People wanting to save the historic Moline train depot have until Dec. 18 to raise $155,000 in pledges to cover the cost of moving the building to the Western Illinois University-Quad-Cities Riverfront campus.
“It’s not very long,” Barbara Sandberg, the chairman of the city’s preservation commission and a member of the Moline Preservation Society, said Wednesday.
“But at least by that time we’ll have an inclination of what kind of corporate sponsors we have. We will have made the contacts.”
Working together, members of both preservation groups have secured about $30,000 in pledges from individuals, and “we need to go to corporates now,” Sandberg added.
The reprieve until December was granted Tuesday night by a unanimous decision of the city council.
The circa-1900 building on River Drive stands in the way of the new Interstate 74 bridge project, and preservationists previously had brokered a plan they hoped would save it: Move the depot to the Western Illinois University campus, also in Moline, where it would be renovated as a welcome center.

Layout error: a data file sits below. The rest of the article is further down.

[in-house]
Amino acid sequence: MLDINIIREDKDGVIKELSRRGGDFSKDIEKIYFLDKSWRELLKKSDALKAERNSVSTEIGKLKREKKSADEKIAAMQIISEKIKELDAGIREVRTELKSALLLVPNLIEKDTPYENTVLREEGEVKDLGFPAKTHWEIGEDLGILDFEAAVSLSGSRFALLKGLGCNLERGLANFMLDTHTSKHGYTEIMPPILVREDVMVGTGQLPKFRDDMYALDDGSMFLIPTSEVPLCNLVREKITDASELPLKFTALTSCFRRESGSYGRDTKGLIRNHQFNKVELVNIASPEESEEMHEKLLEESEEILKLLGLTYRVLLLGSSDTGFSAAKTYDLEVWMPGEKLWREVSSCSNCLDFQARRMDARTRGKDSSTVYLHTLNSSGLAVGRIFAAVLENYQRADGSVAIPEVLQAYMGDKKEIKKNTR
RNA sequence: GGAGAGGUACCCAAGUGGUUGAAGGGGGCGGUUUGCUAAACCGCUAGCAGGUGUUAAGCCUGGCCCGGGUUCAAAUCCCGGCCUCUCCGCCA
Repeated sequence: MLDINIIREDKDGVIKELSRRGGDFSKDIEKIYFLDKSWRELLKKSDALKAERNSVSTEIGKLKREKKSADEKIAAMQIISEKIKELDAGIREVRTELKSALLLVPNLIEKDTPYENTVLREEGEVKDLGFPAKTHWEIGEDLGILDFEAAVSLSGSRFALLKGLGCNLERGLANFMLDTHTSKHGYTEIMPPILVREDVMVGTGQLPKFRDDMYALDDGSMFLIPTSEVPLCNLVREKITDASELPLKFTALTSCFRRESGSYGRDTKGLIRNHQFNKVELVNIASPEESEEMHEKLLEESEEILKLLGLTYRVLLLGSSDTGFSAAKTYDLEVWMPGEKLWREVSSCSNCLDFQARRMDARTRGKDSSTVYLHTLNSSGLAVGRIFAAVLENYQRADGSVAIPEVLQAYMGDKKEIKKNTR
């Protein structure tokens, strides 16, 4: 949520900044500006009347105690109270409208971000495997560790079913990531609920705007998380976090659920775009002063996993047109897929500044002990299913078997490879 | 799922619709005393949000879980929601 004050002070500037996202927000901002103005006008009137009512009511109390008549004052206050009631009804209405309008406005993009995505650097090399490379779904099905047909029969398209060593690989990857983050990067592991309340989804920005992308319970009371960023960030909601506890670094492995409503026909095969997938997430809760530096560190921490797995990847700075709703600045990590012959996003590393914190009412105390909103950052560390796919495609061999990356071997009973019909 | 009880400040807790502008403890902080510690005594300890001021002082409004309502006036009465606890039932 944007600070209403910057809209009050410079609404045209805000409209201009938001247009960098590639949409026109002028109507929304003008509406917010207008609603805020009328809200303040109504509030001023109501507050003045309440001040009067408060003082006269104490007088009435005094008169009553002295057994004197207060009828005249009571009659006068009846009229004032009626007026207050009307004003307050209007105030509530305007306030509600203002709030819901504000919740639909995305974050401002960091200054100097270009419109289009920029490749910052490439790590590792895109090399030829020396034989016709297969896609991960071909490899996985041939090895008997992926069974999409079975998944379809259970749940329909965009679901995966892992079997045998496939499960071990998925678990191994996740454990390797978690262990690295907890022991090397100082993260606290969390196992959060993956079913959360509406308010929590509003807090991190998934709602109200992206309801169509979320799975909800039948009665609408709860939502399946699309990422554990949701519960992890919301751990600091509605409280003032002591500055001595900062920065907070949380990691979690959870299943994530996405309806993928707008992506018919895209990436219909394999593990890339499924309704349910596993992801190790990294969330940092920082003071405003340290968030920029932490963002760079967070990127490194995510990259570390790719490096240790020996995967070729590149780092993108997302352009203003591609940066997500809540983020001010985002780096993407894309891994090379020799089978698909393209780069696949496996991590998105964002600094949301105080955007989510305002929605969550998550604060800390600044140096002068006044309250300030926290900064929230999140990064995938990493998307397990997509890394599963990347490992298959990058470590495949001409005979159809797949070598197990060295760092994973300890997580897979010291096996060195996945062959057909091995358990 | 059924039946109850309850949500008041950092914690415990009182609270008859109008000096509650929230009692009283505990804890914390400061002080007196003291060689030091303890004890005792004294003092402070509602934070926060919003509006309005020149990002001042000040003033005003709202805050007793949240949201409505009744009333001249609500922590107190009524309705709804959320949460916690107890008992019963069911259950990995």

In addition to involvement by the university, the Illinois Department of Transportation agreed to spend up to $1 million to move the building and provide a new foundation, and the city had informally agreed to donate the building and pay for repairs and utility disconnections, an amount estimated at $155,000.
Preservationists thought everything was on track until last month when aldermen, meeting as the committee-of-the-whole, voted instead to sell the building to the state, which would then demolish it.
Council members said that, given the difficult economic times, they did not want any taxpayer money from the city or state going toward moving the depot, Mayor Don Welvaert said.
An ordinance to sell the depot was on Tuesday’s agenda, but before the meeting, two aldermen asked that the proposal be pulled to give preservationists more time, and the consensus was that the issue could wait until the end of the year.
“I picked the 18th (of December) because that’s our last meeting of the year,” Welvaert said.
“At some point in time, the council has an obligation to sell or relocate the depot one way or another,” he added.
Members of the preservation groups, including Sandberg and her husband, Dick, solicited pledges over the weekend by staffing a booth at the Great Train Expo, a traveling show that was at the QCCA Expo Center in Rock Island.
“If we didn’t see what we’re doing as worthwhile, if we didn’t see the value in it, we wouldn’t do it,” she said.